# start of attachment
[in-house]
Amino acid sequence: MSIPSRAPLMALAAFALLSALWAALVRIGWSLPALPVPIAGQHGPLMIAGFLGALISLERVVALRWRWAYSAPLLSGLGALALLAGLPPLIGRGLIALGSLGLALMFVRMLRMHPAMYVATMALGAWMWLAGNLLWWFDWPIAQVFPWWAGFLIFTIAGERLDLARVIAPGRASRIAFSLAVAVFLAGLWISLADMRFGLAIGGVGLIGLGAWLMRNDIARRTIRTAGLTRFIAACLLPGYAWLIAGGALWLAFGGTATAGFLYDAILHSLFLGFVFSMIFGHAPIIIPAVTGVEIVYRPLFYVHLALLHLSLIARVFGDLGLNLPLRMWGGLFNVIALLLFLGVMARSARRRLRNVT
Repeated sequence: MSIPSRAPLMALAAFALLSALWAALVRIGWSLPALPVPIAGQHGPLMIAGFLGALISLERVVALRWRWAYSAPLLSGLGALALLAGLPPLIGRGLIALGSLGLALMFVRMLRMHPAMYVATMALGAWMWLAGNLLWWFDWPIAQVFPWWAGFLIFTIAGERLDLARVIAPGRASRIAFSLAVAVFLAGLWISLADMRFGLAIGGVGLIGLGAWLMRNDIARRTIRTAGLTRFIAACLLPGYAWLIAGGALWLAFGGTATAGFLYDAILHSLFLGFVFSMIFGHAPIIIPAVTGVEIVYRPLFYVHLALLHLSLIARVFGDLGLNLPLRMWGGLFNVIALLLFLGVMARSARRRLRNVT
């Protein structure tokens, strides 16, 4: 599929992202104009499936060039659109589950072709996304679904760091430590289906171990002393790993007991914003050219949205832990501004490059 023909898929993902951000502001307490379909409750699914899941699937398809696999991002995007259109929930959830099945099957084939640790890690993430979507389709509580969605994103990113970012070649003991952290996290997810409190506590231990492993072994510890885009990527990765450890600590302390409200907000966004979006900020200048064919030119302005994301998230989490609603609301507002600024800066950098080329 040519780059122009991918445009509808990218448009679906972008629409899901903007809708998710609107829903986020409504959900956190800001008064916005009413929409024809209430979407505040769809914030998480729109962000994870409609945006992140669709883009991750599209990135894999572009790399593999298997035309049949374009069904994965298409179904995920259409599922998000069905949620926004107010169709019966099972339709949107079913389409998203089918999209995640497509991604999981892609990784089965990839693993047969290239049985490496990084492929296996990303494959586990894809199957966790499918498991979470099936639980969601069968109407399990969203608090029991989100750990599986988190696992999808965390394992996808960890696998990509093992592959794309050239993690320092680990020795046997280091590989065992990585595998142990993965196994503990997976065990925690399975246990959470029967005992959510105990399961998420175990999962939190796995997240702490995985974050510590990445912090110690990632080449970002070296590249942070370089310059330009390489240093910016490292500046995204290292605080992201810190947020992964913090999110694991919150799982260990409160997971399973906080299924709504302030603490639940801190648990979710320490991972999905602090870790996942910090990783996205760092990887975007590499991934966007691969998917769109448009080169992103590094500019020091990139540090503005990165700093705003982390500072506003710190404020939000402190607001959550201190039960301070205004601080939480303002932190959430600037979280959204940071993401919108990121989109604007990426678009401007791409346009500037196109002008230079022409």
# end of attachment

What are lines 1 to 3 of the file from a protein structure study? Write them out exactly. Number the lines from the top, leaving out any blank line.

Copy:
[in-house]
Amino acid sequence: MSIPSRAPLMALAAFALLSALWAALVRIGWSLPALPVPIAGQHGPLMIAGFLGALISLERVVALRWRWAYSAPLLSGLGALALLAGLPPLIGRGLIALGSLGLALMFVRMLRMHPAMYVATMALGAWMWLAGNLLWWFDWPIAQVFPWWAGFLIFTIAGERLDLARVIAPGRASRIAFSLAVAVFLAGLWISLADMRFGLAIGGVGLIGLGAWLMRNDIARRTIRTAGLTRFIAACLLPGYAWLIAGGALWLAFGGTATAGFLYDAILHSLFLGFVFSMIFGHAPIIIPAVTGVEIVYRPLFYVHLALLHLSLIARVFGDLGLNLPLRMWGGLFNVIALLLFLGVMARSARRRLRNVT
Repeated sequence: MSIPSRAPLMALAAFALLSALWAALVRIGWSLPALPVPIAGQHGPLMIAGFLGALISLERVVALRWRWAYSAPLLSGLGALALLAGLPPLIGRGLIALGSLGLALMFVRMLRMHPAMYVATMALGAWMWLAGNLLWWFDWPIAQVFPWWAGFLIFTIAGERLDLARVIAPGRASRIAFSLAVAVFLAGLWISLADMRFGLAIGGVGLIGLGAWLMRNDIARRTIRTAGLTRFIAACLLPGYAWLIAGGALWLAFGGTATAGFLYDAILHSLFLGFVFSMIFGHAPIIIPAVTGVEIVYRPLFYVHLALLHLSLIARVFGDLGLNLPLRMWGGLFNVIALLLFLGVMARSARRRLRNVT